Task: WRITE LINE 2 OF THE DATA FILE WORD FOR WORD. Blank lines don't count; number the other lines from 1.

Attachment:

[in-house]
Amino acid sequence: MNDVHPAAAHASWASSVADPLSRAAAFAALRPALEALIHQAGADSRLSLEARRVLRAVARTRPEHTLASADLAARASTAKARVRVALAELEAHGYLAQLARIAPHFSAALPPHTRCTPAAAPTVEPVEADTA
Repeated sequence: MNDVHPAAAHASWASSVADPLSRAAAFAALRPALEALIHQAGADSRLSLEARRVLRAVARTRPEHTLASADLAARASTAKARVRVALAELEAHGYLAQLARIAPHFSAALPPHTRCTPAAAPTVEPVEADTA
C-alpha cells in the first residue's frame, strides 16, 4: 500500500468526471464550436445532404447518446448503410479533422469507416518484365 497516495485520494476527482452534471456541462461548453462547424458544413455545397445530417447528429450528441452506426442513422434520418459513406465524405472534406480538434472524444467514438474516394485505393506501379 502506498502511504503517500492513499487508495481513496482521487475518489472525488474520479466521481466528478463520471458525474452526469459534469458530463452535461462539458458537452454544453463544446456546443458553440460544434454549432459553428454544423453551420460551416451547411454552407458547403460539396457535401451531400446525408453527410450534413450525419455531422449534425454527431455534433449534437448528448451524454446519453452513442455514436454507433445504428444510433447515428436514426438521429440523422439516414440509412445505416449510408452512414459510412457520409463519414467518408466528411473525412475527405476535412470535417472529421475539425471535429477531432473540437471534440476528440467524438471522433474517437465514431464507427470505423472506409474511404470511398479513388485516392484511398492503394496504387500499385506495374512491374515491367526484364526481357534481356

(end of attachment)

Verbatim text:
Amino acid sequence: MNDVHPAAAHASWASSVADPLSRAAAFAALRPALEALIHQAGADSRLSLEARRVLRAVARTRPEHTLASADLAARASTAKARVRVALAELEAHGYLAQLARIAPHFSAALPPHTRCTPAAAPTVEPVEADTA